I tell nearly every client I meet to buy these four ingredients and make this “Super Mix” because fibre helps control appetite, blood sugars, cholesterol and maybe even manage sugar cravings! Read on to find out this fantastic recipe.
(This recipe has been adapted by Helene Charlebois RD’s original mix.)

The (1)
You’ve heard it all before. Fibre is good for digestion. While this may not be a very sexy nutrition component to keep on your radar, I advocate for everyone to give fibre a second thought. It plays a multidimensional role in our health including:

  • Improved glycemic control
  • Improved cholesterol levels
  • Improved colon health
  • Reduce risk of colon cancer and potentially others
  • A source of food for your good gut bacteria
  • Improved satiety levels
  • Improved digestive symptoms such as bloating and constipation

We should certainly aim to get most fibre from whole food sources. Plant foods specifically provide us with fibre, examples include: vegetables, fruit, whole intact grains, nuts, seeds and legumes. However, for those of us who are inconsistent with eating enough plants, this “Super Mix” could be a solution:
Begin with 1 tbsp per day for one to two weeks with one additional cup of water. If you tolerate this increase in fibre well, then add a second tbsp daily or more!
Did you know there are two different kinds of fibre?
This mixture of ground flax, ground chia, oat bran and psyllium fibre offer both soluble and insoluble fibre in an easy, versatile and quick method to boost your intake everyday!
Soluble fibre:
Soluble fibre forms a gel as it is water soluble. Soluble fibre is best known for it’s ability to reduce cholesterol. Our understanding of the mechanism is that it increases excretion of bile salts in our stool. (Our bodies use bile salts to help digest fat.) Excreting more  bile salts in our stool means that our liver has to make more bile salts by breaking down cholesterol. Soluble fibre can help our bodies breakdown and reduce serum levels of cholesterol from 3 – 18%Psyllium is one of the more effective sources of soluble fibre for cholesterol reduction.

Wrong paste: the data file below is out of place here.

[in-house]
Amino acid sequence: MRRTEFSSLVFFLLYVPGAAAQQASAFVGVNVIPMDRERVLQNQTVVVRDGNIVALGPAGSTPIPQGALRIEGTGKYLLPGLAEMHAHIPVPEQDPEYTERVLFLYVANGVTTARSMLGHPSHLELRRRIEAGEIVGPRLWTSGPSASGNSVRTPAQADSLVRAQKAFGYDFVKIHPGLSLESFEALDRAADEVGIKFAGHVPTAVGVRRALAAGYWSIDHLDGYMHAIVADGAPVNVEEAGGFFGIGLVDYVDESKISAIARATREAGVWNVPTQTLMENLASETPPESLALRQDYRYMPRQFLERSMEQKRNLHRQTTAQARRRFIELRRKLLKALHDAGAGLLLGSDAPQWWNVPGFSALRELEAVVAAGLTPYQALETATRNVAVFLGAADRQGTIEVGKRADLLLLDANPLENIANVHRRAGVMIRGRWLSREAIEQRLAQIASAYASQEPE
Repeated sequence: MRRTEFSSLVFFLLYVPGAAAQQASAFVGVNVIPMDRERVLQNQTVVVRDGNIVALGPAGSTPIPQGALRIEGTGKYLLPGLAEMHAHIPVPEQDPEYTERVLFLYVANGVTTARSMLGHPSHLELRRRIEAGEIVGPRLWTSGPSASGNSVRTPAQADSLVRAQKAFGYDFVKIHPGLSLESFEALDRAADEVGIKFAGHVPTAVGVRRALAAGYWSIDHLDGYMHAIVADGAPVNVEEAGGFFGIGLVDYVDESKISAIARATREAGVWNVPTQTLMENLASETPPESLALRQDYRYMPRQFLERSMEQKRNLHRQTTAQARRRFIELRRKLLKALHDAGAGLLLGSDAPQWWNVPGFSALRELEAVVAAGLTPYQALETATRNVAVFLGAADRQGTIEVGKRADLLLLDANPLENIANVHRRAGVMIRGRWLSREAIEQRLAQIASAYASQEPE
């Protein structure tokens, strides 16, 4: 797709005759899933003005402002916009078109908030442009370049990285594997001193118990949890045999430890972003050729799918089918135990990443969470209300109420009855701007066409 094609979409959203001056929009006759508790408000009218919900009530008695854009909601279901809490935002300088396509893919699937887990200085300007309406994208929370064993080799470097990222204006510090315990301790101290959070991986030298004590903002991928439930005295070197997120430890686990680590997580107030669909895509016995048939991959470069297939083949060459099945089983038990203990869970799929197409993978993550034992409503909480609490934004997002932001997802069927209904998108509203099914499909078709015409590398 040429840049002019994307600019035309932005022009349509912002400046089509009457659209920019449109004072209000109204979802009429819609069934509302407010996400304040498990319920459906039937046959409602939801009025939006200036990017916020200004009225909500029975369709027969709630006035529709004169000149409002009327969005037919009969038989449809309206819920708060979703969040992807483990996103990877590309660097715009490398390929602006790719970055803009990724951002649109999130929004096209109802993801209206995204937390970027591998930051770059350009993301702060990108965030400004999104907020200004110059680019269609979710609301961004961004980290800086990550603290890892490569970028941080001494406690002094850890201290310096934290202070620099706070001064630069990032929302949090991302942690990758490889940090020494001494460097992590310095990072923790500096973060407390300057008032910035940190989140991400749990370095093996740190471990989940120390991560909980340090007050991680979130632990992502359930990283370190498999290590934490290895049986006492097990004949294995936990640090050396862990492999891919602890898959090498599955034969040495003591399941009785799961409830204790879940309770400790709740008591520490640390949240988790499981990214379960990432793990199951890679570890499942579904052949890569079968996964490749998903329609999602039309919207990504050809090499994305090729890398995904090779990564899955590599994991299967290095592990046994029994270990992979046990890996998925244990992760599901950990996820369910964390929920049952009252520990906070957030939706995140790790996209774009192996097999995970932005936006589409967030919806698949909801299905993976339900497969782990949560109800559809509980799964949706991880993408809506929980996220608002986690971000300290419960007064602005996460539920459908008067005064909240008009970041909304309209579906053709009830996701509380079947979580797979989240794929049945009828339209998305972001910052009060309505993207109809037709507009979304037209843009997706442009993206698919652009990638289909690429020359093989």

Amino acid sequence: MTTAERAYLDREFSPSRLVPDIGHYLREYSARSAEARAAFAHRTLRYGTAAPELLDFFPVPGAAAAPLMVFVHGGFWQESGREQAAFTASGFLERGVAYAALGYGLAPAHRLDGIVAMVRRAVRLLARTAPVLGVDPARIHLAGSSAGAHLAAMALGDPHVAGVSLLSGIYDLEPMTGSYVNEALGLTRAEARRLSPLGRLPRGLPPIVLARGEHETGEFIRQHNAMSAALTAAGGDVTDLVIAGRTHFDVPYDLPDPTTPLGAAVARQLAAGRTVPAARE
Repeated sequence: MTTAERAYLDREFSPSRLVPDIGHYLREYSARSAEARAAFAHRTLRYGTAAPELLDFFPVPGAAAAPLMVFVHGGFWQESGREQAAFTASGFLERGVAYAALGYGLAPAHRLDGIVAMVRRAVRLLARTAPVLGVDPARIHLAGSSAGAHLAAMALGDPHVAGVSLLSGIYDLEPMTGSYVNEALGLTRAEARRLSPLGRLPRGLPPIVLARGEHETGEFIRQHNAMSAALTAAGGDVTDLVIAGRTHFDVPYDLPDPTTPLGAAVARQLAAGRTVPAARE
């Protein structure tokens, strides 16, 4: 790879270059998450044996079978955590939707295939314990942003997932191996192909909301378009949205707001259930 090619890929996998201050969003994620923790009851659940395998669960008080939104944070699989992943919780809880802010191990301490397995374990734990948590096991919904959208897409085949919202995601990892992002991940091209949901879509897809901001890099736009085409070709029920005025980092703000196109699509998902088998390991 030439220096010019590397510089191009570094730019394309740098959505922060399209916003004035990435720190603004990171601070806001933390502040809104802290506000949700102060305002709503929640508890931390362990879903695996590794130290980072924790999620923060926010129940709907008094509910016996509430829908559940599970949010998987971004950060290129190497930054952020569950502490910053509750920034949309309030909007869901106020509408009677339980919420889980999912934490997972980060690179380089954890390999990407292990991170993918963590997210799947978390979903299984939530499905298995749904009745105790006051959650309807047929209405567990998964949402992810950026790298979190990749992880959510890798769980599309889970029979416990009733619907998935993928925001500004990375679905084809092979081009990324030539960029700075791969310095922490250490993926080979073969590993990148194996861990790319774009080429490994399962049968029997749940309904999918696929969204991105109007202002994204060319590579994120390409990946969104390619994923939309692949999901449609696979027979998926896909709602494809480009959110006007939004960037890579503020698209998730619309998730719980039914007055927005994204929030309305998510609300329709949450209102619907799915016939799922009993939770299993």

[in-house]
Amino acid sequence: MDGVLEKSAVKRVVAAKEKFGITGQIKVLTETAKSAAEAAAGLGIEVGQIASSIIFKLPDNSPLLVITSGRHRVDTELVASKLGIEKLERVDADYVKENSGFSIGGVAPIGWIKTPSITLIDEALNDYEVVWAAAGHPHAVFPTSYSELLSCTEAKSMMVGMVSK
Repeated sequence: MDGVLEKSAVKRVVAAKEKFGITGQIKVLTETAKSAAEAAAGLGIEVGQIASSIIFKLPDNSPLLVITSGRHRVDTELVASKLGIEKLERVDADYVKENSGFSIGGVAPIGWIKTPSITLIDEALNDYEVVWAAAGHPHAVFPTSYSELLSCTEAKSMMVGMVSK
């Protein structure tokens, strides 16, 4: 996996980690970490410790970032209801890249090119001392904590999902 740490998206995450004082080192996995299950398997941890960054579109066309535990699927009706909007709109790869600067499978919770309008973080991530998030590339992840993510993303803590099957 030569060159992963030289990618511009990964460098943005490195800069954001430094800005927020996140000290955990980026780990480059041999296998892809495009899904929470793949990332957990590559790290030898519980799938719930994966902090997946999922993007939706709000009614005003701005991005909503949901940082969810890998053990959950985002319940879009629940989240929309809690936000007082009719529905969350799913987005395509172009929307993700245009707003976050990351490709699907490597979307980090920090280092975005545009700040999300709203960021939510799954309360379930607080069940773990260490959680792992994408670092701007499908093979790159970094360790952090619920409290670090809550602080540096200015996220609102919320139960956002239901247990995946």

Soluble fibre also helps to manage loose stool and may be tolerated better for those with Irritable Bowel Syndrome than insoluble fibre.
Some examples of soluble fibre include β-glucan, pectin, guar gum and psyllium found in foods like vegetables, fruit, whole grains and legumes.
Insoluble fibre:
I describe insoluble fibre as the cleaning crew we send down to keep our intestinal walls healthy and clear. It works by gently massaging the walls of our intestine, and adding bulk to our stool. This can aide bowel related health concerns such as constipation, haemorrhoids, and diverticulosis.
Some examples of insoluble fibre include: wheat bran, oat bran, brown rice, skin on fruit and vegetables, nuts, seeds, and legumes.
Both soluble fibre and insoluble fibre contribute to satiety (feeling full or no longer hungry) and improved glycemic control as it slows the release of carbohydrates from our meal into our blood stream. A great benefit to everyone, especially those with diabetes.
Here are my suggestions on what you can add this mix into:

  • Yogurt
  • Smoothies
  • Applesauce
  • Oatmeal
  • Soup
  • Stews
  • Scrambled eggs
  • Salads
  • Low sodium vegetable juice

So there you have it, my suggested pebble for change you can add into your daily routine to help with many aspects of your health!
If you try this mix, please comment below what you added it to.
How do you like to add fibre to your daily diet?